Trying To Sharpen Jaguar's Claws

The new XK is Ford's best Jag yet, but it's still not as much fun as its rivals

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Something makes sports car enthusiasts care very deeply about Jaguar, the venerable British nameplate that has, alas, been owned by Ford Motor (F ) since 1990. For the brand that earned devotion with the sexy postwar XK-120 and iconic E-Type, the American ownership of Jag has been a good-news, bad-news affair. While Jag's quality, once a bigger joke than Richard Harris singing MacArthur Park, is now top-drawer, it's brand élan has never been worse. Sales of Jaguars have been plummeting recently and Jag hasn't helped its image by foisting a $30,000 front-wheel-drive compact sedan, the X-Type, on the public.

That brings us to the newest cat from Coventry with an assist from Dearborn, Mich. This sleek, curvaceous, burl-walnut bedecked, $80,000-plus new XK convertible is Ford's best attempt yet to restore to Jag the burn that has long been absent.

The XK shares underpinnings with another Ford-owned sports car, the $110,000-plus Aston Martin Vantage. Jag lifted the 4.2-liter 300-horsepower V8 engine from the XJ sedan. No surprise then, that the car purrs nicely at low speed and elevates to a throaty growl at higher revs.

As few of us get to drive any vehicle above 100 mph, what's important about this car is its design, interior appointments, and, of course, the admiration elicited when its driver pulls up at the boss's weekend house. The rear-quarter view of the XK is its most photogenic. The haunches of the convertible (the model I tested) really do remind me of a big cat hunkering down for a pounce. The burl walnut in the cockpit is masterful. Leatherwork on the seats, as you'd expect in a Brit car, is as good as a Rolls-Royce. Steering precision and braking power exceed any Jag in recent memory and are on a par with a Mercedes. A simple LCD touch-screen in the center of the dash that controls navigation, audio, temperature, and other functions seems wonderfully simple at first. But with the top down, readability washes away with sunshine, and it often took me multiple jabs to change the radio station. The wheel-wells are a bit overgenerous, but that's to accommodate optional, gawdy 20-inch wheels.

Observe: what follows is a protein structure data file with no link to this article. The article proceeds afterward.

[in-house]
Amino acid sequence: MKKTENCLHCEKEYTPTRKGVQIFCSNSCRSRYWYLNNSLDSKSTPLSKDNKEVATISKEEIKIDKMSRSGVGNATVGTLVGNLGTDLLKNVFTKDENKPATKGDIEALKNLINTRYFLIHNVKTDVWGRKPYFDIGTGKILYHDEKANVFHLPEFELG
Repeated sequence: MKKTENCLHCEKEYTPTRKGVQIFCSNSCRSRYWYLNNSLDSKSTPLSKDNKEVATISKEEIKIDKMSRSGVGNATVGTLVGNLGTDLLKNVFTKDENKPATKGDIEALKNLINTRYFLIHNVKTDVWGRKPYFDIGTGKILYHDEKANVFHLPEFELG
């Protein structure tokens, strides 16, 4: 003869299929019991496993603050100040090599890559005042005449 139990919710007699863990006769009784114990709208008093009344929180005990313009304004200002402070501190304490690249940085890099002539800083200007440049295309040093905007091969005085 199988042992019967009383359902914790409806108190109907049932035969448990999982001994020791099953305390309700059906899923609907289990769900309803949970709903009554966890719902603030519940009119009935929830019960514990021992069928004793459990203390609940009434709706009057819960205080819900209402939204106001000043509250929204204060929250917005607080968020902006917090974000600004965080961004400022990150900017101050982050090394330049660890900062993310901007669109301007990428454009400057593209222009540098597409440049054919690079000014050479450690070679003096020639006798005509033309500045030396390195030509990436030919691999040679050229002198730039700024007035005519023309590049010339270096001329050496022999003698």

The front end is a bit too blocky, but it was designed to meet new European regulations intended to give pedestrians a better chance of survival if the car plows into them. And Jaguar should change the vapid smiling grille reminiscent of the -- egads! -- Ford Taurus.

The backseat held a booster seat and my preschool son. But I'd only subject a suitcase, or Hummer owners who don't recycle, to the same. One glaring omission: a retracting hardtop that's de rigueur among pricey convertibles like the Mercedes SLK. The cloth top, when up, makes for a noisy cruise.

The XK is the start of a last-ditch effort by Ford to save the Jaguar brand by concentrating on stylish models, all priced above $40,000. This strategy will be advanced with a new S-Type sedan by 2008 and the decision to let the X-Type fade into the same dustbin as Roger Moore's 007 films.

At bottom, the XK is a fun, stylish car that befits the heritage of the Jag brand for those of us who still care. Still, among convertibles, I find the BMW Z4, Mercedes SLK, Audi S4, and even the Mazda Miata more flat-out fun to drive, even if they don't have the same cachet among many sports car enthusiasts as the Jag.

Editor's note: The Jaguar XK's aluminum chassis is derived from the Jaguar XJ. It shares only an engine block with the Aston Martin V8 Vantage.

Corrections and Clarifications In "Trying to sharpen Jaguar's claws" (Executive Life, July 10), the Jaguar XK's aluminum chassis is derived from the Jaguar XJ. It shares only an engine block with the Aston Martin V8 Vantage.

By David Kiley

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